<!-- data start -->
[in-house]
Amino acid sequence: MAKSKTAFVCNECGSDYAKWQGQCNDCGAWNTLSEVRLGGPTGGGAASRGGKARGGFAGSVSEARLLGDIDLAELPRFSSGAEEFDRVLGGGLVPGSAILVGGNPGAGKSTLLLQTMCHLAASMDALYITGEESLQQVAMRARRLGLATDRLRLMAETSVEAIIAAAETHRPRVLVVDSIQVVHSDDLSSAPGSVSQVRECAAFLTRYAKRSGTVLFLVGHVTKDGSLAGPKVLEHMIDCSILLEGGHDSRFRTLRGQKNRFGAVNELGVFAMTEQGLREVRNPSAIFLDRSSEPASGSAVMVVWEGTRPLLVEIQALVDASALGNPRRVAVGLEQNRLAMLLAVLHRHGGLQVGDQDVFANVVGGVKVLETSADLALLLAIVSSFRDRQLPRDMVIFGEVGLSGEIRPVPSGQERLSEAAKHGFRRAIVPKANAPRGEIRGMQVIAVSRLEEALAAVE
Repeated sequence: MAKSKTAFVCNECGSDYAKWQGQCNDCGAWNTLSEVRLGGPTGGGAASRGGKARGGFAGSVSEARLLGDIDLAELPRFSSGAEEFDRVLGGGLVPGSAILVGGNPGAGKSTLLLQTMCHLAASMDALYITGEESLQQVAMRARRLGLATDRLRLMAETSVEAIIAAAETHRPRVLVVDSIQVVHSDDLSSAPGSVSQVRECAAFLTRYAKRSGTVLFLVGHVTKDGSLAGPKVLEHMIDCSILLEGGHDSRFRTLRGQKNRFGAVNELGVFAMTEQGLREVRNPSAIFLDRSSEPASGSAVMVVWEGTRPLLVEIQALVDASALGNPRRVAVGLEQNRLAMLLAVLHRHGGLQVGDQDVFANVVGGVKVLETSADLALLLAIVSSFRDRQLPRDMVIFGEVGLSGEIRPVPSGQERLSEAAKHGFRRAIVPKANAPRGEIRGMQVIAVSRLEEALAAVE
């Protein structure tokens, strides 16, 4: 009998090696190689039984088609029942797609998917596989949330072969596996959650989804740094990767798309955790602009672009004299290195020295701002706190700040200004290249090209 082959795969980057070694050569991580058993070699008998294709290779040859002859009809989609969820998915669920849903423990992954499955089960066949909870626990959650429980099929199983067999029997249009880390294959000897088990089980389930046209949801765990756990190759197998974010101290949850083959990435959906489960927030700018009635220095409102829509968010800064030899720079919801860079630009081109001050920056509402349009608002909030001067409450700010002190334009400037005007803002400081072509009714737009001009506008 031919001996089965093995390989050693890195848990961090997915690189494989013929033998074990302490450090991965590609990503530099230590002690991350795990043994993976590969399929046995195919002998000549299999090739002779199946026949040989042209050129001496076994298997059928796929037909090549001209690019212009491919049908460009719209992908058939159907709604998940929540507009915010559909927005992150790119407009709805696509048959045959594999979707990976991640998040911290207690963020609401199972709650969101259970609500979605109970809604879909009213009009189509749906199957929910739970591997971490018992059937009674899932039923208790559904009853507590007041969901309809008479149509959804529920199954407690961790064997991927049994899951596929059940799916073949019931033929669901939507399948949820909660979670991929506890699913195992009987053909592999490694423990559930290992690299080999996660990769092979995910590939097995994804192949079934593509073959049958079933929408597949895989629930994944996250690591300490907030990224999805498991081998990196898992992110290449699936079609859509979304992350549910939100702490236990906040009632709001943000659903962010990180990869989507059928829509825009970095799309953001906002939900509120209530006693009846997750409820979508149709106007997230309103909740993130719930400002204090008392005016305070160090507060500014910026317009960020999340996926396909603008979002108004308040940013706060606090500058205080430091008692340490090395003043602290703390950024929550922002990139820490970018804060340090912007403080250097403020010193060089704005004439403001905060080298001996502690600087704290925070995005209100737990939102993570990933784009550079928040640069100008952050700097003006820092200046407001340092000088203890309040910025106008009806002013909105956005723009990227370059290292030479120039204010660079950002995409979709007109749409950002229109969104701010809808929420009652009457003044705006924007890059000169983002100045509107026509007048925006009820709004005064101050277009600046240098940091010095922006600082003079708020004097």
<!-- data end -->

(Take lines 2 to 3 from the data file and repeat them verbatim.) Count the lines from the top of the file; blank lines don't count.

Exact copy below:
Amino acid sequence: MAKSKTAFVCNECGSDYAKWQGQCNDCGAWNTLSEVRLGGPTGGGAASRGGKARGGFAGSVSEARLLGDIDLAELPRFSSGAEEFDRVLGGGLVPGSAILVGGNPGAGKSTLLLQTMCHLAASMDALYITGEESLQQVAMRARRLGLATDRLRLMAETSVEAIIAAAETHRPRVLVVDSIQVVHSDDLSSAPGSVSQVRECAAFLTRYAKRSGTVLFLVGHVTKDGSLAGPKVLEHMIDCSILLEGGHDSRFRTLRGQKNRFGAVNELGVFAMTEQGLREVRNPSAIFLDRSSEPASGSAVMVVWEGTRPLLVEIQALVDASALGNPRRVAVGLEQNRLAMLLAVLHRHGGLQVGDQDVFANVVGGVKVLETSADLALLLAIVSSFRDRQLPRDMVIFGEVGLSGEIRPVPSGQERLSEAAKHGFRRAIVPKANAPRGEIRGMQVIAVSRLEEALAAVE
Repeated sequence: MAKSKTAFVCNECGSDYAKWQGQCNDCGAWNTLSEVRLGGPTGGGAASRGGKARGGFAGSVSEARLLGDIDLAELPRFSSGAEEFDRVLGGGLVPGSAILVGGNPGAGKSTLLLQTMCHLAASMDALYITGEESLQQVAMRARRLGLATDRLRLMAETSVEAIIAAAETHRPRVLVVDSIQVVHSDDLSSAPGSVSQVRECAAFLTRYAKRSGTVLFLVGHVTKDGSLAGPKVLEHMIDCSILLEGGHDSRFRTLRGQKNRFGAVNELGVFAMTEQGLREVRNPSAIFLDRSSEPASGSAVMVVWEGTRPLLVEIQALVDASALGNPRRVAVGLEQNRLAMLLAVLHRHGGLQVGDQDVFANVVGGVKVLETSADLALLLAIVSSFRDRQLPRDMVIFGEVGLSGEIRPVPSGQERLSEAAKHGFRRAIVPKANAPRGEIRGMQVIAVSRLEEALAAVE